Thursday, August 6, 2009

August 3

Jalalabad, Kyrgyzstan

We were awoken around midnight by the caretaker and at first I thought he was angry. He told us to come up on the porch and then he showed us the inside of the mosque and asked if we wanted to sleep inside or out on the carpets on the porch. Again, great hospitality towards travellers. We chose the porch and spent the night on the carpets with our foamys on top. In the morning we headed to Samarkand, another great city on the Silk Road. We found a beautiful mausoleum that we walked around and then a complex of palaces and other buildings where we sat in a park and ate half a watermelon each for breakfast. We then searched around for an internet connection eventually ending up at an internet cafĂ© where Calen was able to upload the latest blogs and pictures. From Samarkand we headed to Toshkent and then Andijon where we spent the night camped out near a farmer’s field. This was in the Fergana valley a lush and fertile area which helped Uzbekistan establish its culture. In the morning we continued on toward the Kyrgyzstan border stopping at a market for some fruit and eating along side of the road. In the afternoon we stopped in a small town that was having a festival with lots of rides for the kids, women dancing together and a great assortment of food. We enjoyed a lunch of plov a traditional Uzbek dish of meat and peppers and rice all mixed together and then finished up with somsa a pastry wrapped confection of meat and onions. The food here is fantastic. The people also continue to amaze us with their generosity and hospitality.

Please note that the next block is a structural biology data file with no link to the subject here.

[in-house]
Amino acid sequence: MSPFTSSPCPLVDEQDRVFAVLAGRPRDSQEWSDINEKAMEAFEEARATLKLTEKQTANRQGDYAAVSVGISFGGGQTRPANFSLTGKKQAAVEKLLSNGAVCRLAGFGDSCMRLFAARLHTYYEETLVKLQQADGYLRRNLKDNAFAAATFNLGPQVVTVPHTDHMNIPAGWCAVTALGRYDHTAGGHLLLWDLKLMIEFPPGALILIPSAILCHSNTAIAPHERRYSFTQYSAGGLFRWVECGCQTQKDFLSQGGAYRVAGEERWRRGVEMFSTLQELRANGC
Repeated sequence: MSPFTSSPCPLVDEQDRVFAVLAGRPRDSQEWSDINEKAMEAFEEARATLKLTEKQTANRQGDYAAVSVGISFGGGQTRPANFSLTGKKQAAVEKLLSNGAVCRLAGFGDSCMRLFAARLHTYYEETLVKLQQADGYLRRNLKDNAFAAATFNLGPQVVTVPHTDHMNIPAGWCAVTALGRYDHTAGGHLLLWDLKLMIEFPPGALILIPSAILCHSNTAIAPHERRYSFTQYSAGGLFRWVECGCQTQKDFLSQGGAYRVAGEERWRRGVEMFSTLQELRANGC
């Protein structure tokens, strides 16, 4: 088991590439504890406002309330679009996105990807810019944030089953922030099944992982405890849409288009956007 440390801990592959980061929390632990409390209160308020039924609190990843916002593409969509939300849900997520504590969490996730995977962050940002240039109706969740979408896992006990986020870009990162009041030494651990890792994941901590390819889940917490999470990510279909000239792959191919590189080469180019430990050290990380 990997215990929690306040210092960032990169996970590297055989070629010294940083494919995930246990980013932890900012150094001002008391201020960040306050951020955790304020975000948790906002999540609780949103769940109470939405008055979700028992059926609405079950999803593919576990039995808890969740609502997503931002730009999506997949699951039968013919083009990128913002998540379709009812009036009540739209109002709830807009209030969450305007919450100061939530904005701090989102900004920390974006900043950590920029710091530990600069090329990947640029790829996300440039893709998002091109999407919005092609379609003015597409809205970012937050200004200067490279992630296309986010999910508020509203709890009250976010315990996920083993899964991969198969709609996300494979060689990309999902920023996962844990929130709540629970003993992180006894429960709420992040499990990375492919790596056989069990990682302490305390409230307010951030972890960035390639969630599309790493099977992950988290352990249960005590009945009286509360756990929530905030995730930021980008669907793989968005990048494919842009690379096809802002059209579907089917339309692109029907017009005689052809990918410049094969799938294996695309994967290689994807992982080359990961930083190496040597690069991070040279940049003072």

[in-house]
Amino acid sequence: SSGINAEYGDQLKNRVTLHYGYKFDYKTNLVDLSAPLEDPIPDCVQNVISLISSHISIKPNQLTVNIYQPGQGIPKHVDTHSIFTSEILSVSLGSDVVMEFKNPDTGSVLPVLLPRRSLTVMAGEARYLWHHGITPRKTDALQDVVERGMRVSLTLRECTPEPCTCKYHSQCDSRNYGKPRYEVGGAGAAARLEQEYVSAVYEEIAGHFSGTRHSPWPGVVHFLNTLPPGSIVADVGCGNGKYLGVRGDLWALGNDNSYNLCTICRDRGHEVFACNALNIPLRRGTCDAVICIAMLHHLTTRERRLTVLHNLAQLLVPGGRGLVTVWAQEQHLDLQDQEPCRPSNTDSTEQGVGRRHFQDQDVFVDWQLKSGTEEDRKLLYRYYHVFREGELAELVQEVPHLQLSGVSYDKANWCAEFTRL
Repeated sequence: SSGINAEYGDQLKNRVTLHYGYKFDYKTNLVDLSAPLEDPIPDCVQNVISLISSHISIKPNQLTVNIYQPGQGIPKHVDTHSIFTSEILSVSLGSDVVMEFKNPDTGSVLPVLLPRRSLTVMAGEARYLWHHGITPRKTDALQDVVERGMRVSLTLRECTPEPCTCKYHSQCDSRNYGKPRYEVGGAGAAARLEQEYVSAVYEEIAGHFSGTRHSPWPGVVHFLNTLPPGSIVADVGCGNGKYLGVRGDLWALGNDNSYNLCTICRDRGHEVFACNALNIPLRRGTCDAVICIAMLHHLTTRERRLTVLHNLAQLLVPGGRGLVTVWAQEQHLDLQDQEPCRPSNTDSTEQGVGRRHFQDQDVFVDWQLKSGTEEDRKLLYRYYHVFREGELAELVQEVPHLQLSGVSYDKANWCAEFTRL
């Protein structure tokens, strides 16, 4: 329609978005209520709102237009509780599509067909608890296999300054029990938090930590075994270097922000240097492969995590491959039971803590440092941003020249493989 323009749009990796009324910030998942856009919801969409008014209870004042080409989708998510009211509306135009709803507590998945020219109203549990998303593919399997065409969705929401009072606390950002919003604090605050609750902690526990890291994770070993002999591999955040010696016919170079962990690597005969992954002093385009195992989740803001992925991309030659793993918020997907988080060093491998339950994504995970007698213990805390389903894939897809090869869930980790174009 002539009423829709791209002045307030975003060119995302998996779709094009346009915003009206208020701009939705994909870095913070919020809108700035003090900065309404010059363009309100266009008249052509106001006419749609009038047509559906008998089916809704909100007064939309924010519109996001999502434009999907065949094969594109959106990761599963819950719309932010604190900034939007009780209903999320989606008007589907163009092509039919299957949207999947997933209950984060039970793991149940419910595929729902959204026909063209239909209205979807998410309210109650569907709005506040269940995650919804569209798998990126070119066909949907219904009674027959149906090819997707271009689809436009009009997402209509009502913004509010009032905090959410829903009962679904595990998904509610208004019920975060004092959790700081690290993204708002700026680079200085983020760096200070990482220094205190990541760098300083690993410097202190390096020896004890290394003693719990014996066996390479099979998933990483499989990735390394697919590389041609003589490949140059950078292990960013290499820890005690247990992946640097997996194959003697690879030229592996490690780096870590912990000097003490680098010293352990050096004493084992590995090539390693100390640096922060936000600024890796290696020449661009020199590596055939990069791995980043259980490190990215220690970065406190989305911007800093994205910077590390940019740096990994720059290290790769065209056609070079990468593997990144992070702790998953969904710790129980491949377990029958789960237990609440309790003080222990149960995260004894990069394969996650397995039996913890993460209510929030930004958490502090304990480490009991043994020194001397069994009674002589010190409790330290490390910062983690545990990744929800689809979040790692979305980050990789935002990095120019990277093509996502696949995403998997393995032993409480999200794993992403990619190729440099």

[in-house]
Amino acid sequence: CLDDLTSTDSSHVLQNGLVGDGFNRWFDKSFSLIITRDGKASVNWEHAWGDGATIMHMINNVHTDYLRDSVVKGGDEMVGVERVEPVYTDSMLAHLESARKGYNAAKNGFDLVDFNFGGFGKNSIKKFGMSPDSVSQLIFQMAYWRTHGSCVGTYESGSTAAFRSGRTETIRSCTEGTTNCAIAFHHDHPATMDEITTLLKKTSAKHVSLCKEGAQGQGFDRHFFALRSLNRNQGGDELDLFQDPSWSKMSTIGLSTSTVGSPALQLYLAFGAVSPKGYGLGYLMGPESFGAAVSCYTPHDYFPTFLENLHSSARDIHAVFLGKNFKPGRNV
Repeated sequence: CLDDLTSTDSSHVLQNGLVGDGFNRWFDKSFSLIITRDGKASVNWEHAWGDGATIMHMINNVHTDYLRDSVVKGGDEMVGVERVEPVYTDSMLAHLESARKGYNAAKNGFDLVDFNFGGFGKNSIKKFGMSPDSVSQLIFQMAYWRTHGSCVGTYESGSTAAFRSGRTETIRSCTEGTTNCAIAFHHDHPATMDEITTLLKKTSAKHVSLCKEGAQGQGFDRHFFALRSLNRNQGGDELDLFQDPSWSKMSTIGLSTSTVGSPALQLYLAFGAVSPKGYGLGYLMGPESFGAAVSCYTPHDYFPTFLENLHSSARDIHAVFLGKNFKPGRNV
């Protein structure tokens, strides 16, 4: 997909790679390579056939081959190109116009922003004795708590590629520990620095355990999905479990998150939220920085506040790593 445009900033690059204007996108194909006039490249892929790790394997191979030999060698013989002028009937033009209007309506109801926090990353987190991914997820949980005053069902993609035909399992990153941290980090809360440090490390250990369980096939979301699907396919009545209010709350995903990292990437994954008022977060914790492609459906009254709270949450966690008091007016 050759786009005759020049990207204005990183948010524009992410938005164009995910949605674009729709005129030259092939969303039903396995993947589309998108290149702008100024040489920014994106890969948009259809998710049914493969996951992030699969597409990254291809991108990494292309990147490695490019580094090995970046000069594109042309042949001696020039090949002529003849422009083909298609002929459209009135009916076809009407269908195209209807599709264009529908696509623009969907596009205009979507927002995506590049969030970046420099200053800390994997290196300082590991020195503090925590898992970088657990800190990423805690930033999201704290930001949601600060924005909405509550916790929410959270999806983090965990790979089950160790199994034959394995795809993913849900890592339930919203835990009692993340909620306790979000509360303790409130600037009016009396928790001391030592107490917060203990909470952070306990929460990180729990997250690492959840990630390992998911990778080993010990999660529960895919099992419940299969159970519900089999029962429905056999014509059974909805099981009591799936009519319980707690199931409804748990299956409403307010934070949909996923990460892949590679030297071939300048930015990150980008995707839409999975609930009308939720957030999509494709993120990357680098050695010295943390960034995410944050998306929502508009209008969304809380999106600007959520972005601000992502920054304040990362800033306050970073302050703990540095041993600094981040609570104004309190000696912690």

We arrived at the border around noon and within 1 hour we were on our way. The Kyrgyzstan border was the easiest yet and all of the border guards and military guys were all very friendly. Soon enough after changing some money into the local currency we found the road towards Jalalabad. It took us about 3 hours to get to Jalalabad and we were really looking forward to the hot springs and massages that our guide booked talked about. Unfortunately the guide book isn’t any good at providing the local names and locations of these attractions. We tried to ask people and demonstrate with sign language that we were looking for a bath and massage and eventually we ended up at the local pool, not at all what we had in mind. Luckily a young girl at the pool spoke enough English to be able to decipher what we were looking for and gave us the name and general direction to where we wanted to go. We did find the place after some searching but we were too late for the massage, it was already closed. We were however shown to the tubs. This place used to be an old Soviet era sanatorium and as we walked through it we were reminded of every movie depiction of an insane asylum. The walls were all covered in blue tiles, the floor was concrete and here were these enormous claw foot tubs lined up one after another with blue tile walls dividing them. An old lady turned on the taps and showed us where to get undressed and then we were each offered a tub of hot mineral water. After not bathing for the last few days in this hot humid weather this was just what we needed. Forget the horror movie depictions of the place, we were in heaven. We over stayed our welcome thinking that we had 10 more minutes when in fact it was supposed to be 10 minutes total so we washed up got dressed and headed back top the car. We are now camped out beside a river alongside the road. The car has the cover on it so it doesn’t stand out and Calen and I are ready to hit the hay.

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